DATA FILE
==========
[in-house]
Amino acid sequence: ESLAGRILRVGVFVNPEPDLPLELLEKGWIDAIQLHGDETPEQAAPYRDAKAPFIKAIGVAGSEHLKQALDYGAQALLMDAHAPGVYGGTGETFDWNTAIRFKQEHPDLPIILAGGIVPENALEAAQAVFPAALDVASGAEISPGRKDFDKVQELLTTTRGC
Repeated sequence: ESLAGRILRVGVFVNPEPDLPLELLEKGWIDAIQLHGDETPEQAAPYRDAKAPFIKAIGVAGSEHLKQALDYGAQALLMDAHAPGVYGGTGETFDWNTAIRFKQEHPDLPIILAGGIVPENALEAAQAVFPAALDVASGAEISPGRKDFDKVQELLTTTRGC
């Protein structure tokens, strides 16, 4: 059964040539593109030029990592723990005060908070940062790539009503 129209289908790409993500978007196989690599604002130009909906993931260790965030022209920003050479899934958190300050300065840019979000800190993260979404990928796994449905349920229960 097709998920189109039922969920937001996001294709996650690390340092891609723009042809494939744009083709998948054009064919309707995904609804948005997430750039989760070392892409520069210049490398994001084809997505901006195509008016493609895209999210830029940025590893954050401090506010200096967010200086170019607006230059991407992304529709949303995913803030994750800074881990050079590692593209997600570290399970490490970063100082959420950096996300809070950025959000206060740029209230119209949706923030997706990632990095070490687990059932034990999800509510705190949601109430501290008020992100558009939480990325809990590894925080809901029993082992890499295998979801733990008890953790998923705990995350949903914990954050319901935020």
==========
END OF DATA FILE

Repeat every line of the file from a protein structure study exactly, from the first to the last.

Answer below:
[in-house]
Amino acid sequence: ESLAGRILRVGVFVNPEPDLPLELLEKGWIDAIQLHGDETPEQAAPYRDAKAPFIKAIGVAGSEHLKQALDYGAQALLMDAHAPGVYGGTGETFDWNTAIRFKQEHPDLPIILAGGIVPENALEAAQAVFPAALDVASGAEISPGRKDFDKVQELLTTTRGC
Repeated sequence: ESLAGRILRVGVFVNPEPDLPLELLEKGWIDAIQLHGDETPEQAAPYRDAKAPFIKAIGVAGSEHLKQALDYGAQALLMDAHAPGVYGGTGETFDWNTAIRFKQEHPDLPIILAGGIVPENALEAAQAVFPAALDVASGAEISPGRKDFDKVQELLTTTRGC
């Protein structure tokens, strides 16, 4: 059964040539593109030029990592723990005060908070940062790539009503 129209289908790409993500978007196989690599604002130009909906993931260790965030022209920003050479899934958190300050300065840019979000800190993260979404990928796994449905349920229960 097709998920189109039922969920937001996001294709996650690390340092891609723009042809494939744009083709998948054009064919309707995904609804948005997430750039989760070392892409520069210049490398994001084809997505901006195509008016493609895209999210830029940025590893954050401090506010200096967010200086170019607006230059991407992304529709949303995913803030994750800074881990050079590692593209997600570290399970490490970063100082959420950096996300809070950025959000206060740029209230119209949706923030997706990632990095070490687990059932034990999800509510705190949601109430501290008020992100558009939480990325809990590894925080809901029993082992890499295998979801733990008890953790998923705990995350949903914990954050319901935020």